Saturday, March 21, 2015


It's been some time since I linked any updates on Richard III's exhumation and reburial and so on, so here's The History Blog's latest on this week's upcoming (Thursday, 3/26) ceremonies for those who've also been somewhat sporadic in keeping up. As always, good links included, and nice details.

Medieval People of Color looks at (please pardon the pun) a different kind of diversity in this post, with well-known paintings recreated for the blind . This is the sort of idea that begs the question, "How come we never did this before? Have we done this before ... ?" And it's true - sometimes the fascination and beauty in art are in the small details. An interesting exhibit not only for the visually-challenged; looking at classics in a new way.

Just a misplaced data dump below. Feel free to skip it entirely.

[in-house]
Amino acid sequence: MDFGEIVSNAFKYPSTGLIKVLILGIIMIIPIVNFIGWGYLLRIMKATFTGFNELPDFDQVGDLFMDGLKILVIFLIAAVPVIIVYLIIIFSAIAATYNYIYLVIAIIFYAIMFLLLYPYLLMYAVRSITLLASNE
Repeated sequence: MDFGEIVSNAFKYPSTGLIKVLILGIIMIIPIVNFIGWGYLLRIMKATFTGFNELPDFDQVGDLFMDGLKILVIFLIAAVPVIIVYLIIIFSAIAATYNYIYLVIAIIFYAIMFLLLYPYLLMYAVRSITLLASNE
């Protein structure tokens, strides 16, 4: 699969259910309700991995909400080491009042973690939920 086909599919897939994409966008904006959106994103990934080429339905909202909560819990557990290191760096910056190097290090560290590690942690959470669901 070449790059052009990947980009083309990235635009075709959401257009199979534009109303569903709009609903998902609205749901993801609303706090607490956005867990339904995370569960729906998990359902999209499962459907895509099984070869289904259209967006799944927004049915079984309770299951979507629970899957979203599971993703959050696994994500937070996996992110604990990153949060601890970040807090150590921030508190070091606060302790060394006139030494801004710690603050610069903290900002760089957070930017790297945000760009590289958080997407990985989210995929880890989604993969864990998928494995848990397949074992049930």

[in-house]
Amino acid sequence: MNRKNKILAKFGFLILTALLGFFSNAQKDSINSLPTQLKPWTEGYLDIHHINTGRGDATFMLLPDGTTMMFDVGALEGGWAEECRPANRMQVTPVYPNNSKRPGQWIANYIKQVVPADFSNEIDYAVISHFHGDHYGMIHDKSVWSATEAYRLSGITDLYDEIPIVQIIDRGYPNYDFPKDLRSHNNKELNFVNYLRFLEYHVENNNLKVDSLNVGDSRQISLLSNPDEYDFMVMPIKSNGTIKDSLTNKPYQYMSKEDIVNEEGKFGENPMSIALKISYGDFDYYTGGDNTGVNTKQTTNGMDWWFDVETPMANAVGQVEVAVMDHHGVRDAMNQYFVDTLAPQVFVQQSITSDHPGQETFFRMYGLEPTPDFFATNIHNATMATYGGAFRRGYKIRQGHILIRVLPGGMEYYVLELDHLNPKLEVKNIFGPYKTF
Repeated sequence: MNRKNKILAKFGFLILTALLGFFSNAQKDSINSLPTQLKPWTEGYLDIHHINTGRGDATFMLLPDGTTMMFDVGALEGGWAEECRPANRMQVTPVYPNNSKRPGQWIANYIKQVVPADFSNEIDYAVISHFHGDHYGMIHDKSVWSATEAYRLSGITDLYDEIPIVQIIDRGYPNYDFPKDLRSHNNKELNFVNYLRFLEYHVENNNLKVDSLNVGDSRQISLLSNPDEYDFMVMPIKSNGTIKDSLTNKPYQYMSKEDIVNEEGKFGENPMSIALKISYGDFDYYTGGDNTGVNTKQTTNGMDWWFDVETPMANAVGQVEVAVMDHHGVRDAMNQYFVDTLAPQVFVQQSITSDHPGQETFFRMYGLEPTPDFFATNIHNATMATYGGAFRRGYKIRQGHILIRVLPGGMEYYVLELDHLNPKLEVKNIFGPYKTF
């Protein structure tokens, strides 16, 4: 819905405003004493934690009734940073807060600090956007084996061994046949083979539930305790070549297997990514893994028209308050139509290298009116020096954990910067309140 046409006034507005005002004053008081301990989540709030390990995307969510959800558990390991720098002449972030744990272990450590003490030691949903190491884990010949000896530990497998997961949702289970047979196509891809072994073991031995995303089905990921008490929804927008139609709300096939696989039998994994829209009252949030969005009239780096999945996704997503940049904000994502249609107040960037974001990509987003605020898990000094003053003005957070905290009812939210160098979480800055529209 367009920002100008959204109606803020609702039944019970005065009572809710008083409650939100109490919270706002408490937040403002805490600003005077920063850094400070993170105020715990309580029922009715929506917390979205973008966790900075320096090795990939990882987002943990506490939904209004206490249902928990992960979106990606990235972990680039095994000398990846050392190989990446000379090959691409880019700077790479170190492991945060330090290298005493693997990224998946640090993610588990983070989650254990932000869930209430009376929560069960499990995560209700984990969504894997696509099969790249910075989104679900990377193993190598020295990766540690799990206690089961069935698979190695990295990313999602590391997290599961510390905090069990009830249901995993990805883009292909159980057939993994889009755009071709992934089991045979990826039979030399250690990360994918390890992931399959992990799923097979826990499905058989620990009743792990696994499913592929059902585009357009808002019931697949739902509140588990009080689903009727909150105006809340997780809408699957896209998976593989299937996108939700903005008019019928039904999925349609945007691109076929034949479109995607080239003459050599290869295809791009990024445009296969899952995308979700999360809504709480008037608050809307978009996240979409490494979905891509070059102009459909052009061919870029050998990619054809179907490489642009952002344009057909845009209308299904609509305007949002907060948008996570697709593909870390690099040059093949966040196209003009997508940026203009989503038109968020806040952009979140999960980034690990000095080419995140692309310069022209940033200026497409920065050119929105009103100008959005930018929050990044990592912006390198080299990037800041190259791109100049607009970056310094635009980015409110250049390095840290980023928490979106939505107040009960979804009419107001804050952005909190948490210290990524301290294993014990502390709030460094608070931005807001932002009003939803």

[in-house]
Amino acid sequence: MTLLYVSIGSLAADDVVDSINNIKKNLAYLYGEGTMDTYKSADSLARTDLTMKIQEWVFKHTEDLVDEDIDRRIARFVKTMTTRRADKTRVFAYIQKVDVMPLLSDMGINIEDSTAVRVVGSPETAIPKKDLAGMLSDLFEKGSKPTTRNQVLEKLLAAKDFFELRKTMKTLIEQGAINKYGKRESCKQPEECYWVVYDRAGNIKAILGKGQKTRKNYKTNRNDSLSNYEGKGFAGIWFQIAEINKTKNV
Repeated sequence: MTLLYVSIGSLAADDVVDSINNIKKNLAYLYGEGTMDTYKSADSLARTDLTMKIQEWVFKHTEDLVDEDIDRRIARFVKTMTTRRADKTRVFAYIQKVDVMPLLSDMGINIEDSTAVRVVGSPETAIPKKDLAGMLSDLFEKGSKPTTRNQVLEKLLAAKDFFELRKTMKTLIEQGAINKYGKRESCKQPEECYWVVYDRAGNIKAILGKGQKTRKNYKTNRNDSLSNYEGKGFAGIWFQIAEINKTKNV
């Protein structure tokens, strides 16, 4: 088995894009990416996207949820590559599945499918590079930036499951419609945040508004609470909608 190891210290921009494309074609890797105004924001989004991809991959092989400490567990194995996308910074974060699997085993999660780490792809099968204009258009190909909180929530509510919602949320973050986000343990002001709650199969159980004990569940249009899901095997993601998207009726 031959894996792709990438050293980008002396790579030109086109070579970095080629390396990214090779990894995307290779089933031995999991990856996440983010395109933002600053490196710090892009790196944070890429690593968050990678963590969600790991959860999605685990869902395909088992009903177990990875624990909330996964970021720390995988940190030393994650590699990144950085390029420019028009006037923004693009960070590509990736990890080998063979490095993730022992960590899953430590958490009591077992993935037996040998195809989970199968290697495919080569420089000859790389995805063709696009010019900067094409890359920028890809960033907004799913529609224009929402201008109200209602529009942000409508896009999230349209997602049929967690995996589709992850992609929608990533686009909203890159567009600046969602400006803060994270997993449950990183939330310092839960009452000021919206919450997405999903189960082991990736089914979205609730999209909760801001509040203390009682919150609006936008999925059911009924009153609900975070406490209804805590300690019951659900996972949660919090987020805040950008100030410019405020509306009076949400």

The British Museum (and its blog) examines nudes in ancient Greek art "as an expression of social, moral, and political values." Today, it's covering nudity that perhaps most reflects my country's and culture's social, moral, and political values ...

Kim Rendfield hosts Marina Julia Neary, who tells us about life behind the rusting curtain, and whose title alone, "Saved by the Bang" (for a novel touching on Chernobyl) has me itching to see just how much I can balance on the TBR pile ... Oh dear! Side note, the discussion of spelling of her given name is a neat look into

Passion of Former Days has French kisses (vintage (not scandalous!) French postcards). With original notes, as sent at the time. Ooh la la!

Keep an eye peeled in 100 days for Tom Williams' next outing, Burke at Waterloo!

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